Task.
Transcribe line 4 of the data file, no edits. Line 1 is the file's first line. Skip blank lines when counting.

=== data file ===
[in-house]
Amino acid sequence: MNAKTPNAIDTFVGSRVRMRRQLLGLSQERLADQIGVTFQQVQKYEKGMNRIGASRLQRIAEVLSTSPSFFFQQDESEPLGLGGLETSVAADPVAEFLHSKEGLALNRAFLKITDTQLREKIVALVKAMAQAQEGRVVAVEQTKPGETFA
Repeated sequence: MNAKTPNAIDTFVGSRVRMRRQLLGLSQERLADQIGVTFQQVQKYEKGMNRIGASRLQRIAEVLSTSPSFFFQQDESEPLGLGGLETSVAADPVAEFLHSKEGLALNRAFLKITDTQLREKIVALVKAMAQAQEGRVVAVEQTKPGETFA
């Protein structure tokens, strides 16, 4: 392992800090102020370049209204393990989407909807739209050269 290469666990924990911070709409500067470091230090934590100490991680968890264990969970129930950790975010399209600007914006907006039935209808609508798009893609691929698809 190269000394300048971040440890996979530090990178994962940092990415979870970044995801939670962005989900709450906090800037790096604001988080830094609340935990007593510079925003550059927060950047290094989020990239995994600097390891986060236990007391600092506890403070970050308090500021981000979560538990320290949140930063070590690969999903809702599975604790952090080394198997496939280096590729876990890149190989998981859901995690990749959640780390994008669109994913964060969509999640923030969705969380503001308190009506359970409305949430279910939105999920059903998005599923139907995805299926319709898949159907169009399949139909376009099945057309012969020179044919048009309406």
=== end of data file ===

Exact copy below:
């Protein structure tokens, strides 16, 4: 392992800090102020370049209204393990989407909807739209050269 290469666990924990911070709409500067470091230090934590100490991680968890264990969970129930950790975010399209600007914006907006039935209808609508798009893609691929698809 190269000394300048971040440890996979530090990178994962940092990415979870970044995801939670962005989900709450906090800037790096604001988080830094609340935990007593510079925003550059927060950047290094989020990239995994600097390891986060236990007391600092506890403070970050308090500021981000979560538990320290949140930063070590690969999903809702599975604790952090080394198997496939280096590729876990890149190989998981859901995690990749959640780390994008669109994913964060969509999640923030969705969380503001308190009506359970409305949430279910939105999920059903998005599923139907995805299926319709898949159907169009399949139909376009099945057309012969020179044919048009309406």